Corporate tax, the automatic exchange of banking information and free movement of people: three major conflicts between Bern and Brussels that are unlikely to be helped by Italy’s presidency of the European Union (EU) in the coming months.
“For its presidency of the EU, the Italian government proposes accelerating political cohesion in Europe, addressing the host of asylum problems and promoting an economic policy that can strengthen growth and employment,” said Claudio Micheloni, an Italian Senator who lives in Switzerland representing the interests of Italians living abroad.
As a non-member of the EU, Switzerland clearly does not feature high on the list of priorities. But during his six months holding the EU presidency, the government of Matteo Renzi will also have to make room for Swiss issues. Three thorny issues remain unresolved in the second half of this year.
An agreement is in sight on the differences over corporate tax. On July 1 the Swiss government initialed a joint declaration which should lead to an agreement to end special tax breaks granted by the cantons to international companies – holding, mixed and management companies – whose main business takes place abroad and who only have administrative activities in Switzerland.
These companies’ revenues are taxed at much lower levels than those of companies active in Switzerland. Brussels considers that these tax regimes violate the free exchange agreement of 1972. But following the agreement reached at the beginning of the month, the EU has announced it will forego retaliation measures planned against Swiss companies.
“On an international level, this joint declaration is a good thing. In effect, for years Switzerland tried to fend off pressure and opposition from the EU so that these tax regimes could distort free competition,” Sergio Rossi, an economics professor at the University of Fribourg, told swissinfo.ch.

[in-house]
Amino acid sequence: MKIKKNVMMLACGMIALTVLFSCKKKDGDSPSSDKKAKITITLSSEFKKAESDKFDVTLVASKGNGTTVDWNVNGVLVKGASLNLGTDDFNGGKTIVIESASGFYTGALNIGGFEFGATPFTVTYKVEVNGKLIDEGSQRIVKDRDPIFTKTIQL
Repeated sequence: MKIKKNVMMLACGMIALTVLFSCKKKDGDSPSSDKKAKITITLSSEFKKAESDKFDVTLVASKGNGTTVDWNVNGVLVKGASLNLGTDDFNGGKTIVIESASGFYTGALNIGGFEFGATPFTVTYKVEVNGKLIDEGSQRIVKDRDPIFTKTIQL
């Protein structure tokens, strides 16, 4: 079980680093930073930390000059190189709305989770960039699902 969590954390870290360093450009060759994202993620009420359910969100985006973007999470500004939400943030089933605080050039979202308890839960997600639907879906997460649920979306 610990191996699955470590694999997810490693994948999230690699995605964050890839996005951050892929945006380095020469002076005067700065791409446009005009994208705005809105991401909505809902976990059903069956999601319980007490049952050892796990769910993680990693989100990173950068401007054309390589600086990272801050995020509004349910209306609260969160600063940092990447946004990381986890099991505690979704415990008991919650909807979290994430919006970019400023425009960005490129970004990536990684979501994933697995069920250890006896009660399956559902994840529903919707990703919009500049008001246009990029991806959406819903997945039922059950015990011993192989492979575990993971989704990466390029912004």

“However on a national level we will have to see now which measures the cantons will take to hold on to those companies after the tax breaks have disappeared. Several cantons are tempted to bring down corporate tax for all companies, which risks exacerbating fiscal competition inside the country.”
In the negotiations on the taxation of savings, which began in January, it seems a solution for the revision of the existing accord is inching closer. Up to now Switzerland rejected the automatic exchange of bank information, demanded by the EU to fill in the gaps in the current accord to combat transnational tax evasion. But faced with pressure from the G20 and the Organisation for Economic Co-operation and Develpment, Switzerland is preparing to turn the page on banking secrecy.
Last month the Swiss government signed a declaration worked out by the OECD, on the basis of which the 34 member countries and 13 associate countries commit to adopting new international standards on the automatic exchange of information, which should be approved in September by the ministers of the G20. The EU wants to reach agreement with Switzerland by the end of the year.
In return for its adhesion to the automatic exchange of information, Switzerland has asked the EU to open the European market to its banks. But from now on, this type of market has no meaning, Sergio Rossi notes.
“For a long time in international organisations, Switzerland sought to achieve the maximum while giving the minimum, by following paradigms which are now outdated, such as banking secrecy,” he said. “But times have changed, and now, we risk missing the boat, which especially in a global economy, sails very quickly.”